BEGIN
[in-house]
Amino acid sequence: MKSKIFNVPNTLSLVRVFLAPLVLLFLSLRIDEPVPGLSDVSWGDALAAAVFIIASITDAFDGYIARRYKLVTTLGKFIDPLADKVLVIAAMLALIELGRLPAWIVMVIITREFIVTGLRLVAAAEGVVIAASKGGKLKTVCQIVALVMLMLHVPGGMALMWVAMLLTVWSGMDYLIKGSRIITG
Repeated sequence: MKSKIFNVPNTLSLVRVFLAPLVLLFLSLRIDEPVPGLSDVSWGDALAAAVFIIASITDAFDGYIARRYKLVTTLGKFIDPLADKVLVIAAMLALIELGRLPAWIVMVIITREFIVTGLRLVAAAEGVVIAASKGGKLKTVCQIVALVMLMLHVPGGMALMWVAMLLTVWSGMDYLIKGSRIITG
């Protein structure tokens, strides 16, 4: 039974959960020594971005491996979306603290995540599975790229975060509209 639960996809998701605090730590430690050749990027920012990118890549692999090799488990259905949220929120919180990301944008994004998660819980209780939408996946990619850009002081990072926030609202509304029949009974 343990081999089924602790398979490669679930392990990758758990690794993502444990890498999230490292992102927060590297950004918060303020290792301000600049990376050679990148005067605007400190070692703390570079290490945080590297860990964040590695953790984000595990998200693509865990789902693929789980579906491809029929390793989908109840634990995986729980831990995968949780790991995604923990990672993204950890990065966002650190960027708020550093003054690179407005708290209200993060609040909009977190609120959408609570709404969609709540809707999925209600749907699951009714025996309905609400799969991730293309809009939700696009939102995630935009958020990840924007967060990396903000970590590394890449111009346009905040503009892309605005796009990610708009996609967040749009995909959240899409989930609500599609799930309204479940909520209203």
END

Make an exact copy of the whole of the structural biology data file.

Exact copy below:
[in-house]
Amino acid sequence: MKSKIFNVPNTLSLVRVFLAPLVLLFLSLRIDEPVPGLSDVSWGDALAAAVFIIASITDAFDGYIARRYKLVTTLGKFIDPLADKVLVIAAMLALIELGRLPAWIVMVIITREFIVTGLRLVAAAEGVVIAASKGGKLKTVCQIVALVMLMLHVPGGMALMWVAMLLTVWSGMDYLIKGSRIITG
Repeated sequence: MKSKIFNVPNTLSLVRVFLAPLVLLFLSLRIDEPVPGLSDVSWGDALAAAVFIIASITDAFDGYIARRYKLVTTLGKFIDPLADKVLVIAAMLALIELGRLPAWIVMVIITREFIVTGLRLVAAAEGVVIAASKGGKLKTVCQIVALVMLMLHVPGGMALMWVAMLLTVWSGMDYLIKGSRIITG
């Protein structure tokens, strides 16, 4: 039974959960020594971005491996979306603290995540599975790229975060509209 639960996809998701605090730590430690050749990027920012990118890549692999090799488990259905949220929120919180990301944008994004998660819980209780939408996946990619850009002081990072926030609202509304029949009974 343990081999089924602790398979490669679930392990990758758990690794993502444990890498999230490292992102927060590297950004918060303020290792301000600049990376050679990148005067605007400190070692703390570079290490945080590297860990964040590695953790984000595990998200693509865990789902693929789980579906491809029929390793989908109840634990995986729980831990995968949780790991995604923990990672993204950890990065966002650190960027708020550093003054690179407005708290209200993060609040909009977190609120959408609570709404969609709540809707999925209600749907699951009714025996309905609400799969991730293309809009939700696009939102995630935009958020990840924007967060990396903000970590590394890449111009346009905040503009892309605005796009990610708009996609967040749009995909959240899409989930609500599609799930309204479940909520209203």